Berggren has impressed the most, and has 20 points on five goals and 15 assists in 18 games. Raymond, this year’s first-round draft pick, is also commanding attention, logging five goals and seven assists. The 18-year-old has two more points in 19 games this season than he had in all 33 games he played in last year.
Seider, a 2019 first-round pick, is also highlighting his potential in the SHL. He has compiled seven points on two goals and five assists in just eight games, and has the eighth-most points for Rogle BK, despite being just one of two teenagers on the team. He recently decided to skip World Juniors in lieu of remaining in Sweden, and will continue his development.
Niederbach amassed 35 points in 19 games on Frolunda HC’s U20 team earlier this year, and is earning high praise from the organization.
Indeed, Sweden has given us a lot to be thankful over the last three decades or so, and it seems to be the gift that keeps on giving.
No. 1: General Manager Steve Yzerman
First, he was ‘The Captain,’ and now he’s the GM.
Yzerman has repeatedly asked for patience from the Detroit faithful, but Hockeytown can hardly contain its excitement. The prodigal son returned after turning the Tampa Bay Lightning into perennial Stanley Cup contenders, inheriting a team saddled with under-performers playing on ugly contracts.
Much like his first season in 1983, when he recorded 87 points in 80 games at just 18 years old, Red Wings fans believe Yzerman will once again make the team relevant. Take, for example, a few of his major moves in just one season at the helm:
- Shocked the hockey world by taking Seider sixth in the 2019 draft, a move that already seems to be paying dividends.
- Traded for Rabby Fabbri, who finished fourth on the team last season in both points and goals scored. Fabbri was re-signed on a team-friendly two-year deal with an annual cap hit of $2.95 million.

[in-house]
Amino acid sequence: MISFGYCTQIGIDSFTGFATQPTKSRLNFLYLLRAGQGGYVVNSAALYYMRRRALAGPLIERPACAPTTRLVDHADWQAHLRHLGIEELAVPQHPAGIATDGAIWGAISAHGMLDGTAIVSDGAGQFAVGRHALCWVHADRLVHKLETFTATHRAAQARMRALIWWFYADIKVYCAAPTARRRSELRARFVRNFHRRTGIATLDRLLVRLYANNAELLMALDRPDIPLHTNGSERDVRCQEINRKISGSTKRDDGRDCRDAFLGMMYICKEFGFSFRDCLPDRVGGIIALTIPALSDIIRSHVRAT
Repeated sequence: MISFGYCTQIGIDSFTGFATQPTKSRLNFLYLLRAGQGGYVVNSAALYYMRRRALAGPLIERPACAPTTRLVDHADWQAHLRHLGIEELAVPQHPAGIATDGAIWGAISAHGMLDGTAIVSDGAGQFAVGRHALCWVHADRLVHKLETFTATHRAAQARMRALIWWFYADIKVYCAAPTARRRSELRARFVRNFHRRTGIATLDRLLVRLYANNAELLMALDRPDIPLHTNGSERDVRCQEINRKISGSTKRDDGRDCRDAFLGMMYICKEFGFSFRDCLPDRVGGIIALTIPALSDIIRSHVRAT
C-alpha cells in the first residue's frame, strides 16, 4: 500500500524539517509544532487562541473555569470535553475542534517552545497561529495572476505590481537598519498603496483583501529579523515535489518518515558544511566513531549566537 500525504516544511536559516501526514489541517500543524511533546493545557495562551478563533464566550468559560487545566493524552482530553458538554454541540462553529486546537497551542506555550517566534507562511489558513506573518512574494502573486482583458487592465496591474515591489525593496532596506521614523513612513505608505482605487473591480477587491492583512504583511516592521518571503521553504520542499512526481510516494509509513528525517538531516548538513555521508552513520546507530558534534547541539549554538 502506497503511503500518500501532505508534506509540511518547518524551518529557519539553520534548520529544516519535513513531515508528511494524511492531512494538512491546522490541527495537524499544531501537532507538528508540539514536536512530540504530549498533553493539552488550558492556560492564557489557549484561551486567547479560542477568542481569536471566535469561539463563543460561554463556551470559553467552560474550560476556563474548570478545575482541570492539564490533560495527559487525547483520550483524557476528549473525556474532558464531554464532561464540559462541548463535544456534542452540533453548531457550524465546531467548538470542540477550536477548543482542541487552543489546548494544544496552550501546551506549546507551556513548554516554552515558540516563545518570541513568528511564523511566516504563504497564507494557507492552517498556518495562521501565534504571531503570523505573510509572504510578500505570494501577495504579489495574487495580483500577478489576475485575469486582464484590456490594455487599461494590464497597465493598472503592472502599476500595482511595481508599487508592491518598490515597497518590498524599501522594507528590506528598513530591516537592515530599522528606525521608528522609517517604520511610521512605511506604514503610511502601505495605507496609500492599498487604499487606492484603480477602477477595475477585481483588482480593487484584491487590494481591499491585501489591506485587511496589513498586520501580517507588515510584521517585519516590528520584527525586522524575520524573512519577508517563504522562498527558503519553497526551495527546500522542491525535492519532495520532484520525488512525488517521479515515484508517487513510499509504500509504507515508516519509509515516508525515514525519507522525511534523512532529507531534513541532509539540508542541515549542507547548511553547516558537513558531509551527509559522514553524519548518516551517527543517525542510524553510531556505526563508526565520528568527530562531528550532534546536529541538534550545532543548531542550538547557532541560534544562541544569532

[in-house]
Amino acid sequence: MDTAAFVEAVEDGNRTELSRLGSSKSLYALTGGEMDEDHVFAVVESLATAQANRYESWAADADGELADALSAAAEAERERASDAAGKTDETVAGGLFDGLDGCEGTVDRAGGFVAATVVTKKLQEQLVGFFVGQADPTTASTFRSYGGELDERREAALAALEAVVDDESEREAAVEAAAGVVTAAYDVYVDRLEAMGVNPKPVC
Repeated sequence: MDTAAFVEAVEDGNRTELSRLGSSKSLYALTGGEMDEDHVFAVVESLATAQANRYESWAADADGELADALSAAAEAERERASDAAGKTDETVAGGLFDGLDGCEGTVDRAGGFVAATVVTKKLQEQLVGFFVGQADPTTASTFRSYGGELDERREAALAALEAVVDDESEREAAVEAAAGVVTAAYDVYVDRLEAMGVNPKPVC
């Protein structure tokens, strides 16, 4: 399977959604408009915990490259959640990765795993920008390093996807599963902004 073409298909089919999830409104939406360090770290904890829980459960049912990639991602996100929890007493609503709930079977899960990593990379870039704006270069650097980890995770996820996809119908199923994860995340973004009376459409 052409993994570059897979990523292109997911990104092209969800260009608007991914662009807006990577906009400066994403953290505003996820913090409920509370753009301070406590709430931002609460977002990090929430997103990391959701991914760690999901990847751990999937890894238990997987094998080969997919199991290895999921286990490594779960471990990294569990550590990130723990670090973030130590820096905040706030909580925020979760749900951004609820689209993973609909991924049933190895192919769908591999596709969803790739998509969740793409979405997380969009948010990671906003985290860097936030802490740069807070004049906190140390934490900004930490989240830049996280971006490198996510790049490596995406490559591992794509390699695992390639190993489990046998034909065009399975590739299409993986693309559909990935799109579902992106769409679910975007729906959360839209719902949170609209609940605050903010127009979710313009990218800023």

- Traded Mike Green, to Ken Holland in Edmonton no less, for a fourth-round pick. That pick was used on goalie prospect Jan Bednar.
- Traded Andreas Athanasiou, again to Holland, for Sam Gagner and second-round picks in both 2020 and 2021. He flipped this year’s pick to the LA Kings and drafted Niederbach and Sam Strange. Athanasiou, meanwhile, remains an unrestricted free agent without a deal.
Sure, not everything Yzerman touched turned to gold. But even the deals that failed to produce any sort of positive result, such as trading for Brendon Perlini or signing Valtteri Filppula, had little negative impact on the club. Prospect Alec Regula was dealt for Perlini, and Regula had a monster season in the OHL last year. Filppula was incredibly disappointing, recording just 21 points and a -42 plus/minus rating in 70 games. That said, his signing wasn’t an obscene handout, rather, it was two years, $6 million, and a modified no-trade clause for the upcoming season (eight-team no-trade list).
At the end of this season, the Red Wings will have $46 million free in cap space, and may be able to spend unlike anything we have seen in recent memory. This, of course, is with a cupboard stocked full of talent.
That, indeed, is something to be thankful for.